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Daily Worker
February 19, 1948, p.7

PCA Challenges School Ban On Hobson, Miller Novels

The two school officials who banned two best-selling novels which attack anti-Semitism were charged today to answer publicly five questions asked by Howard Fast, chairman of the Literature Division of the Progressive Citizens of America.
Addressing himself to Dr. John V. Walsh, the principal of DeWitt Clinton High School, who banned Arthur Miller's Focus and Laura Z. Hobson's Gentleman's Agreement, and Frederic Ernst, the associate superintendent who backed the action, Fast said:
"The PCA Literature Division does not wish to substitute one form of intolerance for another, and acknowledges the possibility that what has the effect of an attack on civil liberties may only have been the product of carelessness and vanishing vigilance. Therefore we reserve judgment of these men until their answers to the following questions are forthcoming, or - if such should be the case - their own silence condemns them."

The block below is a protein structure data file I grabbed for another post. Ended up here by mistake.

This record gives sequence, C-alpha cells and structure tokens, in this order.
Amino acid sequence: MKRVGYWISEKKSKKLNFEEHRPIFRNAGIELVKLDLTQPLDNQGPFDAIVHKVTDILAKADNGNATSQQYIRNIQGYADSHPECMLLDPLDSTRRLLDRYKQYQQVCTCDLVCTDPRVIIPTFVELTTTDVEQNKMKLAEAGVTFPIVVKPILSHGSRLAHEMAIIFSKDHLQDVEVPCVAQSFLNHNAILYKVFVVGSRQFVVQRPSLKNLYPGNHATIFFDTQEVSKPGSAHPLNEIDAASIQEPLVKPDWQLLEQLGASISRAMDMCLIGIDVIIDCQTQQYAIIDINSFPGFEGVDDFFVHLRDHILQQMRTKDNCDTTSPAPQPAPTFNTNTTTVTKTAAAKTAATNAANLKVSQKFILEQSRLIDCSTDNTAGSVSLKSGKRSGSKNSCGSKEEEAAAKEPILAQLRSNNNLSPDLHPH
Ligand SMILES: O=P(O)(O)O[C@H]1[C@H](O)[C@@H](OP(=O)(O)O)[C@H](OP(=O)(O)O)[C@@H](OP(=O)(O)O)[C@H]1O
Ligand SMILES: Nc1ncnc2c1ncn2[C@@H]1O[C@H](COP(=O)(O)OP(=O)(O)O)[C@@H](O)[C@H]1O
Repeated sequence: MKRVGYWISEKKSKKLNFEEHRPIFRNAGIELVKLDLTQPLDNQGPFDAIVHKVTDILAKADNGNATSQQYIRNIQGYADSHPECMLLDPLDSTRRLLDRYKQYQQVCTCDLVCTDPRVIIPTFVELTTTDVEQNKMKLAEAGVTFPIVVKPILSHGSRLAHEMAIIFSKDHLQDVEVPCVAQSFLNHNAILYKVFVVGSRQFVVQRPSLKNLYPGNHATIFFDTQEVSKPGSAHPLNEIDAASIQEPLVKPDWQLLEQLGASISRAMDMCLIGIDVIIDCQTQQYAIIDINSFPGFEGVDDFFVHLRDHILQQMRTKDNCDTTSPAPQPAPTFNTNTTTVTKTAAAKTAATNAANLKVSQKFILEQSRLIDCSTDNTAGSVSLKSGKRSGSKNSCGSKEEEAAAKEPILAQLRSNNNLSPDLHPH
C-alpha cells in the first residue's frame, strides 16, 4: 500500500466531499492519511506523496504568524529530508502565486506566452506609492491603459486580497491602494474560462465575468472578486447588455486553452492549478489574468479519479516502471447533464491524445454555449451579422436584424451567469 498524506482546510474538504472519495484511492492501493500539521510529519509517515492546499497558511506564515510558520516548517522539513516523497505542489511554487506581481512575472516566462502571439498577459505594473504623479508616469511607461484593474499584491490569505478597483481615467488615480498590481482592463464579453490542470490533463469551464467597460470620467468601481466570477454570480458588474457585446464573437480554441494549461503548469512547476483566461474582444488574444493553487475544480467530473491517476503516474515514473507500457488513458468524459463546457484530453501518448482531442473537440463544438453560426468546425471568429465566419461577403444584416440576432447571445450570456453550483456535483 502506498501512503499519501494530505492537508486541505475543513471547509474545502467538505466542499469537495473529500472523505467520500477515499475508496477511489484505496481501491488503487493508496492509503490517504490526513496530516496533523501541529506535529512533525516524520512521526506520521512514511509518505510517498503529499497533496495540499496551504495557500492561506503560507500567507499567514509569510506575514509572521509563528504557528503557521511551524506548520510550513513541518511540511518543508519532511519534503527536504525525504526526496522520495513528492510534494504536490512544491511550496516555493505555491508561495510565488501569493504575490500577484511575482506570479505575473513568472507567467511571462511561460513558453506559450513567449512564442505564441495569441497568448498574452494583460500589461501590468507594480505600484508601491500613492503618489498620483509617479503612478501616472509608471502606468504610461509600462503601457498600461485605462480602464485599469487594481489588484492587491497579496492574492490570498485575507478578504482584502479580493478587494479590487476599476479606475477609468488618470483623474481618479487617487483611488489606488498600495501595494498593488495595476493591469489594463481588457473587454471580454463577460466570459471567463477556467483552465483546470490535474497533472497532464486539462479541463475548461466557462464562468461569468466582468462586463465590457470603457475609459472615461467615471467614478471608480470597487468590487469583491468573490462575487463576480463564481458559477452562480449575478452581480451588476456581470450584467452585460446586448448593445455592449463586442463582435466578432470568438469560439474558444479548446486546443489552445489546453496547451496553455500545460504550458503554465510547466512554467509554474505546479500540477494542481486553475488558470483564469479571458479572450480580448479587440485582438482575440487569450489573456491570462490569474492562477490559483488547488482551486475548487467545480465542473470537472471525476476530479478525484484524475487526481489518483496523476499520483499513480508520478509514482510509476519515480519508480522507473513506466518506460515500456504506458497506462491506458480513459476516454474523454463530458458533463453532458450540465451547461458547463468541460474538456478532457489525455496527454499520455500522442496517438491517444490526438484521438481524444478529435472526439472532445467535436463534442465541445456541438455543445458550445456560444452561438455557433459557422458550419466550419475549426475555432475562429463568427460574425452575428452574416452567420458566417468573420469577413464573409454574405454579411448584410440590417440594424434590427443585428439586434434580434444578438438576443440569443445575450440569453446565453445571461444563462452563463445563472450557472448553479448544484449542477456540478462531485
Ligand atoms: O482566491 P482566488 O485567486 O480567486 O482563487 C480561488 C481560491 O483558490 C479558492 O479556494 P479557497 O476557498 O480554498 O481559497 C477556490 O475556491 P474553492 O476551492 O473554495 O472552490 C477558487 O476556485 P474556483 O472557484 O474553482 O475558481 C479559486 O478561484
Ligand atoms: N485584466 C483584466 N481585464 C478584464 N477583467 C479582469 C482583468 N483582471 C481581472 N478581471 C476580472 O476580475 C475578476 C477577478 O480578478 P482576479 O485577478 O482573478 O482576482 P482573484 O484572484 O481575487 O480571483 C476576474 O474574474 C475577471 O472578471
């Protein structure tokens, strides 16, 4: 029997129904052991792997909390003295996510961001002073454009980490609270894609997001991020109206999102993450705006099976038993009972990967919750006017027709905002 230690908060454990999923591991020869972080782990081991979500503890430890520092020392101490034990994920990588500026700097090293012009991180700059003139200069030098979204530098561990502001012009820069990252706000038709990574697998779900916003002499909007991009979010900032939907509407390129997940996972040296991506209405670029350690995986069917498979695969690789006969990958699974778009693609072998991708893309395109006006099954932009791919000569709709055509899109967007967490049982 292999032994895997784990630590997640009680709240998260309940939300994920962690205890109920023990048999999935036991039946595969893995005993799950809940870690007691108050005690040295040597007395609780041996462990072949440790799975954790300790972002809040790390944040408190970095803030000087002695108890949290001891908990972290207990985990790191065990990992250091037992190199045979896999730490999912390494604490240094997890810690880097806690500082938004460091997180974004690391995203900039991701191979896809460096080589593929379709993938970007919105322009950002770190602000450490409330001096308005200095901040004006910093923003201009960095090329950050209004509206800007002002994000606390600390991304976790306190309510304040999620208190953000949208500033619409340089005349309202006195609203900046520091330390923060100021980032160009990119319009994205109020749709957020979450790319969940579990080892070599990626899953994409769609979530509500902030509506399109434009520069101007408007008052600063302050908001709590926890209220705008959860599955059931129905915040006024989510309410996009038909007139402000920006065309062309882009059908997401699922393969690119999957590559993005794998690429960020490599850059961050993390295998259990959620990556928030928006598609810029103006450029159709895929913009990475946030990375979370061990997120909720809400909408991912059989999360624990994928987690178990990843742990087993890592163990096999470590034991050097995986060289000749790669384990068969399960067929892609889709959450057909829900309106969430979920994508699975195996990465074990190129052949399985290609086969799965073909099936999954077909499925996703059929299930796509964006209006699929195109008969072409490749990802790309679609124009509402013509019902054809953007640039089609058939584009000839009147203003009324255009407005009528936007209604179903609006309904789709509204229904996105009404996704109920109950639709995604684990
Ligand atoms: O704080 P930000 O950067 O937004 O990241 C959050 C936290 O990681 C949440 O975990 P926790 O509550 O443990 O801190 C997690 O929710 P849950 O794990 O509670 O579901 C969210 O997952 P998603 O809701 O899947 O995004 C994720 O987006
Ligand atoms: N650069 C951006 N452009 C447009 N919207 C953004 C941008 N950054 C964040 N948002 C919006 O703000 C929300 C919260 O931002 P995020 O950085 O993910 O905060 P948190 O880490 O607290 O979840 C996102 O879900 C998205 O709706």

Fast's questions follow:
  • "Wouldn't you say, Dr. Walsh, that your statement 'we believe Focus offensive to the Catholic Church,' is truly offensive to the Church? Since the author, Mr. Miller, does not attempt to expose a link, nor claim that such a link exists, between the Catholic Church and the Christian Front, and since the inference of such a relationship is carried in your remarks, it would appear that you have libeled the Church, not Mr. Miller.
  • "Has the Catholic Church, to your knowledge, publicly condemned Focus? And in the event that such is not the case, have you taken it upon yourself to speak for the Church?
  • "Have you, Mr. Ernst, attempted to remove from the school libraries of New York City, all those books which might be objectively censored for 'light sex passages?' If so, may we ask why the works of Shakespeare, Chaucer, Omar Khayyam and the Bible were overlooked?
  • "Wouldn't you say, Mr. Ernst, that the subject matter of both these novels, anti-Semitism, is of great importance today, and underlinedly so as concerns high school readers?
  • "May we ask of both of you gentlemen, why this curious coincidence? Why the banning of the novels, both of which have proved themselves successful foes of anti-Semitism?"